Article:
HB204, SB433 and alternate version HB998: A growing body of national research demonstrates that children whose parents are sent to jail may experience great trauma, as a result of their parents’ incarceration. This bill takes a long-awaited first step towards identifying and addressing the unique needs of Hawai’i’s keiki with incarcerated parents, by authorizing the Department of Public Safety (DPS) to collect intake data relating to parents in prison and their children. This bill would require DPS, through its prisoner intake centers, to collect or coordinate the collection of data on the number of parents entering the prison system, the number of children of such parents, and any other information the department may find useful in facilitating services to meet these keiki’s needs. Learn more about the bill by reading the whitepaper.

Take action: Support the unique needs of Hawai'i's keiki of incarcerated parents & take the first steps towards breaking the cycle

Sample Testimony:

I strongly SUPPORT [Insert HB204, SB433 or HB998] which will require the Department of Public Safety to collect intake data relating to parents in prison and their children. Native Hawaiian children may be more likely to experience the trauma of having parents sent to prison, and there is currently no data being collected to identify these children and support more effective programs and services. I believe that if we know more about these keiki, we can better address the challenges they are experiencing. This bill could support long-term access to grant funding, providing consistent services for children of incarcerated parents, and hopefully reduce the number of children that fall through the cracks. I urge the committee to PASS this bill.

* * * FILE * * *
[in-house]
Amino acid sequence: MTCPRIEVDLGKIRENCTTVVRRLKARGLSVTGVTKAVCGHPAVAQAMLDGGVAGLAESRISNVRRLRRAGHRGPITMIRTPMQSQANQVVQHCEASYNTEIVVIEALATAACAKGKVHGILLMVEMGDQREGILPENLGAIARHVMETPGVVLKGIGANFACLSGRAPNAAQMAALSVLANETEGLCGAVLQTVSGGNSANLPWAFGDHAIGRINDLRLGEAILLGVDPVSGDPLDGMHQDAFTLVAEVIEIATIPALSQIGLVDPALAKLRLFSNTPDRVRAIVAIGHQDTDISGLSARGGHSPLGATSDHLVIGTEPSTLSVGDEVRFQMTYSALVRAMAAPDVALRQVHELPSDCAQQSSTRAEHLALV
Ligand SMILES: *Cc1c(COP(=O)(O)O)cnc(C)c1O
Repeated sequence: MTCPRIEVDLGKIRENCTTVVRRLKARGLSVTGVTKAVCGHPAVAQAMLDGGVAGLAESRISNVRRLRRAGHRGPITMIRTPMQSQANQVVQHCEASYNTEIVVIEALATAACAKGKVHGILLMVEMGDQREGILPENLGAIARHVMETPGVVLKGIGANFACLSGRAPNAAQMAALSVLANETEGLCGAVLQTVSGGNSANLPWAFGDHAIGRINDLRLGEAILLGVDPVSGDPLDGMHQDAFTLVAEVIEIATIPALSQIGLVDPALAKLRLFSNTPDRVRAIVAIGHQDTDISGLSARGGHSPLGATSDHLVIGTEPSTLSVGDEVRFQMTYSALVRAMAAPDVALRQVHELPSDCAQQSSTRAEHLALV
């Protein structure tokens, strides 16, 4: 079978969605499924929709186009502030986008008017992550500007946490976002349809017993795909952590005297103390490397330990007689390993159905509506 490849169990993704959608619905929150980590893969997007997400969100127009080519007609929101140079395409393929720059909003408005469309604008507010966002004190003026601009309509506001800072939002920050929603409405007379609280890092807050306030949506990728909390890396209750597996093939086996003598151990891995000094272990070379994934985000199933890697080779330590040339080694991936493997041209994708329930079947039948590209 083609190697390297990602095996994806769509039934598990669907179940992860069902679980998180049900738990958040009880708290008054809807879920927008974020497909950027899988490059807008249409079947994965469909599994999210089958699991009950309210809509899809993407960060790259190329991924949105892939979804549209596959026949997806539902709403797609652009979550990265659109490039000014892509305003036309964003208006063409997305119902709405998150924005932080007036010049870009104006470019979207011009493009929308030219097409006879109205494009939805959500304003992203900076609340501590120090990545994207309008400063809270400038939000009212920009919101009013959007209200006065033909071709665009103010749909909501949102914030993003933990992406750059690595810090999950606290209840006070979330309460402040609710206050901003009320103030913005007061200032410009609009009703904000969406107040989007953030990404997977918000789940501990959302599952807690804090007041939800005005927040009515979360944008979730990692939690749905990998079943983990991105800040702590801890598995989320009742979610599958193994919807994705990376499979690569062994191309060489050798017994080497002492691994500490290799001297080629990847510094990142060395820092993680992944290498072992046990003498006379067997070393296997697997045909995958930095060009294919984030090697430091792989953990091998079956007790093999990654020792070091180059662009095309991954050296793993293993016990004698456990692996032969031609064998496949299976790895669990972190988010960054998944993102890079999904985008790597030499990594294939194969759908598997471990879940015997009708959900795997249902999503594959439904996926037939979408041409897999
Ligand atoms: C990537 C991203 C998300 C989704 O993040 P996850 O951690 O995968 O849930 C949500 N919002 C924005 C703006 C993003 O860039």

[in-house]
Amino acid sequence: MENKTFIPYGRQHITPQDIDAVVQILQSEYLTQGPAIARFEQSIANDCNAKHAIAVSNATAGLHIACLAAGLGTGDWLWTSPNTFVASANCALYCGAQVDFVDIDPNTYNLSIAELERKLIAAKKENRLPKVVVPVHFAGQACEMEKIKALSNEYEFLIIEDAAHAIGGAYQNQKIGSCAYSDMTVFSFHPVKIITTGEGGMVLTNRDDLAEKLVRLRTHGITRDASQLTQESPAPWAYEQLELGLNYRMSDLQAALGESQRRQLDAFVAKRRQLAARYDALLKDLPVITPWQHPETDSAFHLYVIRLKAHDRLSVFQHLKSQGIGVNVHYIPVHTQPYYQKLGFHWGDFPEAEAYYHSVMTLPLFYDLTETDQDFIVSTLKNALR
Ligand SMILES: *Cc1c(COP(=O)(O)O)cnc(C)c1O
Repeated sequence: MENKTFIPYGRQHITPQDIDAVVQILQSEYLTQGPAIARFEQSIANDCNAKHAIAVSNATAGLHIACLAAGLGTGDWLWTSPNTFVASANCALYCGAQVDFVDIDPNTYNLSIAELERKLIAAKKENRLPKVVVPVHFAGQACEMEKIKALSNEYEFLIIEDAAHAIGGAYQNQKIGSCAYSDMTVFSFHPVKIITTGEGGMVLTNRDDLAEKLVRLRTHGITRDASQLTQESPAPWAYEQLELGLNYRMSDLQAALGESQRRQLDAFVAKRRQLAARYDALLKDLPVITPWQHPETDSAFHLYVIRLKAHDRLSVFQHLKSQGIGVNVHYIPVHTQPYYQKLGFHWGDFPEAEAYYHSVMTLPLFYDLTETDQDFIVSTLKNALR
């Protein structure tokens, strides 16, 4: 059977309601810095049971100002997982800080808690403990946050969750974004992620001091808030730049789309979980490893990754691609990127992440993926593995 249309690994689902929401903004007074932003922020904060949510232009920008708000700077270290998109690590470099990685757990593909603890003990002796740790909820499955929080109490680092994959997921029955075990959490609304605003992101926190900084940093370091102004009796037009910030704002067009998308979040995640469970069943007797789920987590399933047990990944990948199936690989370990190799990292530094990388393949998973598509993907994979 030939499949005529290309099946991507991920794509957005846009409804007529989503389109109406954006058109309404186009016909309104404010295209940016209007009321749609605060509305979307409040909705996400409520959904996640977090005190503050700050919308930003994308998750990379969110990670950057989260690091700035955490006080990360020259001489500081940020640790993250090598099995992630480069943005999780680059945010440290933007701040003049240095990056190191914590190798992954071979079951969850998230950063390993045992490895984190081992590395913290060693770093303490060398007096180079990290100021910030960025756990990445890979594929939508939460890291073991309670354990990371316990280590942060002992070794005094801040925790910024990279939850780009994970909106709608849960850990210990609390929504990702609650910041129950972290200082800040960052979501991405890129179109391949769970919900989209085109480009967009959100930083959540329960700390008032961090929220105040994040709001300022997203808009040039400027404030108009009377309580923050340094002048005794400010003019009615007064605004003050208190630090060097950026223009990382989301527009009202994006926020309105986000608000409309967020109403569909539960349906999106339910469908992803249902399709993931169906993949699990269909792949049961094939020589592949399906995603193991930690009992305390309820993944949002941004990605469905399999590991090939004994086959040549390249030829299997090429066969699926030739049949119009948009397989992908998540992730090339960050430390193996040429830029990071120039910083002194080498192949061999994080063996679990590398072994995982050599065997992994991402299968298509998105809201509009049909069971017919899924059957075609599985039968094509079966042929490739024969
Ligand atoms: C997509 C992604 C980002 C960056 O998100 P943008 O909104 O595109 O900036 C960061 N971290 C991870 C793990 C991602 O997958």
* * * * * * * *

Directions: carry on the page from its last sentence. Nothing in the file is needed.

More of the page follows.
Need help submitting testimony on capitol.hawaii.gov? Click here.

 

OHA-7 Public Land Trust Revenue Reporting